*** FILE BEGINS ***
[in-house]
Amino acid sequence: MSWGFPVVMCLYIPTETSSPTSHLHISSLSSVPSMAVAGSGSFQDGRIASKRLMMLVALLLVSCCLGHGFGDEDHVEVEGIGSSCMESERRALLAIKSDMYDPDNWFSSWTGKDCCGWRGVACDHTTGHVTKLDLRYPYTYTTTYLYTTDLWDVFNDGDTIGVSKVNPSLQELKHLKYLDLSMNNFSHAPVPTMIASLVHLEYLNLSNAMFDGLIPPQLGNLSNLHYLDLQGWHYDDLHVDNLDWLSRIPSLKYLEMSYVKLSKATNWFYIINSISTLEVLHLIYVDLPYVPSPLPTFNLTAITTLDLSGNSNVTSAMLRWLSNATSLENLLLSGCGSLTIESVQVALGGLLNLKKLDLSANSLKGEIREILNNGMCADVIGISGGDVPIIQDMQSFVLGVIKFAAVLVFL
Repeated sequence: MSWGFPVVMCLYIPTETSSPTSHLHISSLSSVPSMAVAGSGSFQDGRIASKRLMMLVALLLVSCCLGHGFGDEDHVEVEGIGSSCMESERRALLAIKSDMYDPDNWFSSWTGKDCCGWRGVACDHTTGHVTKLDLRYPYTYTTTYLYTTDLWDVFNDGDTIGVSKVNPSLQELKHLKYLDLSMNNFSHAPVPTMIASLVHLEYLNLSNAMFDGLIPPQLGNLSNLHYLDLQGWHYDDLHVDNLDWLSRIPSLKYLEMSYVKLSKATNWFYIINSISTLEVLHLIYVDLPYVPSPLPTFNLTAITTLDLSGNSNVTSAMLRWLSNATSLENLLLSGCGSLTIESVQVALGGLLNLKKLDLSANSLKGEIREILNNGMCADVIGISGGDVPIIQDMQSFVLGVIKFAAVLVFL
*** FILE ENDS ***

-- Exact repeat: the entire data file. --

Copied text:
[in-house]
Amino acid sequence: MSWGFPVVMCLYIPTETSSPTSHLHISSLSSVPSMAVAGSGSFQDGRIASKRLMMLVALLLVSCCLGHGFGDEDHVEVEGIGSSCMESERRALLAIKSDMYDPDNWFSSWTGKDCCGWRGVACDHTTGHVTKLDLRYPYTYTTTYLYTTDLWDVFNDGDTIGVSKVNPSLQELKHLKYLDLSMNNFSHAPVPTMIASLVHLEYLNLSNAMFDGLIPPQLGNLSNLHYLDLQGWHYDDLHVDNLDWLSRIPSLKYLEMSYVKLSKATNWFYIINSISTLEVLHLIYVDLPYVPSPLPTFNLTAITTLDLSGNSNVTSAMLRWLSNATSLENLLLSGCGSLTIESVQVALGGLLNLKKLDLSANSLKGEIREILNNGMCADVIGISGGDVPIIQDMQSFVLGVIKFAAVLVFL
Repeated sequence: MSWGFPVVMCLYIPTETSSPTSHLHISSLSSVPSMAVAGSGSFQDGRIASKRLMMLVALLLVSCCLGHGFGDEDHVEVEGIGSSCMESERRALLAIKSDMYDPDNWFSSWTGKDCCGWRGVACDHTTGHVTKLDLRYPYTYTTTYLYTTDLWDVFNDGDTIGVSKVNPSLQELKHLKYLDLSMNNFSHAPVPTMIASLVHLEYLNLSNAMFDGLIPPQLGNLSNLHYLDLQGWHYDDLHVDNLDWLSRIPSLKYLEMSYVKLSKATNWFYIINSISTLEVLHLIYVDLPYVPSPLPTFNLTAITTLDLSGNSNVTSAMLRWLSNATSLENLLLSGCGSLTIESVQVALGGLLNLKKLDLSANSLKGEIREILNNGMCADVIGISGGDVPIIQDMQSFVLGVIKFAAVLVFL